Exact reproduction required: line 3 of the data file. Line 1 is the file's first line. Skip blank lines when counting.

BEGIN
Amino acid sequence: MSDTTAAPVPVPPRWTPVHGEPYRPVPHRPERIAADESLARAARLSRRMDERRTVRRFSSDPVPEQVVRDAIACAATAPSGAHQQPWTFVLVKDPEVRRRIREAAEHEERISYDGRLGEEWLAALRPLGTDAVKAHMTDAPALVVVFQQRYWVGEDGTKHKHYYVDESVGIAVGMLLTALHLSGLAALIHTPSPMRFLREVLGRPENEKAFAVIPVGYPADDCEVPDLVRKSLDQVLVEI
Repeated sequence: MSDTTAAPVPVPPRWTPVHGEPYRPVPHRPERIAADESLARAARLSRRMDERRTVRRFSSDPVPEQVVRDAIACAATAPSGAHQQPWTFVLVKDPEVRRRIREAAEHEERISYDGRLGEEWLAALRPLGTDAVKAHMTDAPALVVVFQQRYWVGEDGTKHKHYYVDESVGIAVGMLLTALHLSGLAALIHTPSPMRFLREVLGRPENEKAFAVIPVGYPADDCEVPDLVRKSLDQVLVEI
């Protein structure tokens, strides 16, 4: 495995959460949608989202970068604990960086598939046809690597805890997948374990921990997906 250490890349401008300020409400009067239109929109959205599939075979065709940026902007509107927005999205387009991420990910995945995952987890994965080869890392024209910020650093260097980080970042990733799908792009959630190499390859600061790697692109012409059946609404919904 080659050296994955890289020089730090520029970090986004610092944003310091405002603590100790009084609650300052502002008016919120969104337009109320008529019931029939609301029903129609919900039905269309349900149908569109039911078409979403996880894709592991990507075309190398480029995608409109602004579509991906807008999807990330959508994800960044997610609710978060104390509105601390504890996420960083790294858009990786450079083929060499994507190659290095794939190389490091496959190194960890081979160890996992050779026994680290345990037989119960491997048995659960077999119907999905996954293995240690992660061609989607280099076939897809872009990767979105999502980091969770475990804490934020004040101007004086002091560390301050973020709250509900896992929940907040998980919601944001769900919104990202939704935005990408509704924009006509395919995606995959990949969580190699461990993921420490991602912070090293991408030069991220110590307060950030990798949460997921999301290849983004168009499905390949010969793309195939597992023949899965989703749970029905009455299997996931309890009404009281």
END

């Protein structure tokens, strides 16, 4: 495995959460949608989202970068604990960086598939046809690597805890997948374990921990997906 250490890349401008300020409400009067239109929109959205599939075979065709940026902007509107927005999205387009991420990910995945995952987890994965080869890392024209910020650093260097980080970042990733799908792009959630190499390859600061790697692109012409059946609404919904 080659050296994955890289020089730090520029970090986004610092944003310091405002603590100790009084609650300052502002008016919120969104337009109320008529019931029939609301029903129609919900039905269309349900149908569109039911078409979403996880894709592991990507075309190398480029995608409109602004579509991906807008999807990330959508994800960044997610609710978060104390509105601390504890996420960083790294858009990786450079083929060499994507190659290095794939190389490091496959190194960890081979160890996992050779026994680290345990037989119960491997048995659960077999119907999905996954293995240690992660061609989607280099076939897809872009990767979105999502980091969770475990804490934020004040101007004086002091560390301050973020709250509900896992929940907040998980919601944001769900919104990202939704935005990408509704924009006509395919995606995959990949969580190699461990993921420490991602912070090293991408030069991220110590307060950030990798949460997921999301290849983004168009499905390949010969793309195939597992023949899965989703749970029905009455299997996931309890009404009281």